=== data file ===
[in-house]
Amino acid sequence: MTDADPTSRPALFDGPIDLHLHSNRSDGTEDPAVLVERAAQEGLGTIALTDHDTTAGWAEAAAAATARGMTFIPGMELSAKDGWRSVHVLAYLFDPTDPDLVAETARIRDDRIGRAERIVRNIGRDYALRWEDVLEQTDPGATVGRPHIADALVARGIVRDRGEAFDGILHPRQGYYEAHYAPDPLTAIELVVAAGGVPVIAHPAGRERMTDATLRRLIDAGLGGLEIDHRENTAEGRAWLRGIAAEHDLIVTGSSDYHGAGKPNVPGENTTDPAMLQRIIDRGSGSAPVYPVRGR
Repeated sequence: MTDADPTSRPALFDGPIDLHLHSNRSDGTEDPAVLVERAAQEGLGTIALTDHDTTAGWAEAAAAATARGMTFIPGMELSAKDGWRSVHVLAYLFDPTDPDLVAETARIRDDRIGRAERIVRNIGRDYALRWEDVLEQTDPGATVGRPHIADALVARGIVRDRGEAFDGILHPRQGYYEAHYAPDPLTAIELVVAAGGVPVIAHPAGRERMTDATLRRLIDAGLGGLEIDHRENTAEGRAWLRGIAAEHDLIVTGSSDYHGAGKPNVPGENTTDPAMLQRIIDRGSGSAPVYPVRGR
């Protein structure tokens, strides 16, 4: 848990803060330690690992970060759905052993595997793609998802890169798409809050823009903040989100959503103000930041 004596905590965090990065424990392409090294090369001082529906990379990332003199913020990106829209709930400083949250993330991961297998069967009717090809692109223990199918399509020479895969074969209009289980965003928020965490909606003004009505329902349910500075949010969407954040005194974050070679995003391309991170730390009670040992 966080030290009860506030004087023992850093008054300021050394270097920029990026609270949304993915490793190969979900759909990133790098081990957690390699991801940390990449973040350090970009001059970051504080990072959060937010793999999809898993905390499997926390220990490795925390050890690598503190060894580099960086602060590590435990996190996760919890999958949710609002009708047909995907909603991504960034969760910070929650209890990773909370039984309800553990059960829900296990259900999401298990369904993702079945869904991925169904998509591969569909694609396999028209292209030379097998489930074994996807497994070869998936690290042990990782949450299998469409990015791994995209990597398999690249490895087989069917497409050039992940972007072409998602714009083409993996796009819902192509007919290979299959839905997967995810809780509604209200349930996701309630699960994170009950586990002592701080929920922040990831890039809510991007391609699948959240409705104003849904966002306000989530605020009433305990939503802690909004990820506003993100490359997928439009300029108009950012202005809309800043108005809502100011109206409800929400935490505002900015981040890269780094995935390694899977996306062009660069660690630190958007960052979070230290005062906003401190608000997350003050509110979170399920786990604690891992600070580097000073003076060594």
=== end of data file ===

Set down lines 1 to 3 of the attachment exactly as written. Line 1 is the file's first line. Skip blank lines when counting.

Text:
[in-house]
Amino acid sequence: MTDADPTSRPALFDGPIDLHLHSNRSDGTEDPAVLVERAAQEGLGTIALTDHDTTAGWAEAAAAATARGMTFIPGMELSAKDGWRSVHVLAYLFDPTDPDLVAETARIRDDRIGRAERIVRNIGRDYALRWEDVLEQTDPGATVGRPHIADALVARGIVRDRGEAFDGILHPRQGYYEAHYAPDPLTAIELVVAAGGVPVIAHPAGRERMTDATLRRLIDAGLGGLEIDHRENTAEGRAWLRGIAAEHDLIVTGSSDYHGAGKPNVPGENTTDPAMLQRIIDRGSGSAPVYPVRGR
Repeated sequence: MTDADPTSRPALFDGPIDLHLHSNRSDGTEDPAVLVERAAQEGLGTIALTDHDTTAGWAEAAAAATARGMTFIPGMELSAKDGWRSVHVLAYLFDPTDPDLVAETARIRDDRIGRAERIVRNIGRDYALRWEDVLEQTDPGATVGRPHIADALVARGIVRDRGEAFDGILHPRQGYYEAHYAPDPLTAIELVVAAGGVPVIAHPAGRERMTDATLRRLIDAGLGGLEIDHRENTAEGRAWLRGIAAEHDLIVTGSSDYHGAGKPNVPGENTTDPAMLQRIIDRGSGSAPVYPVRGR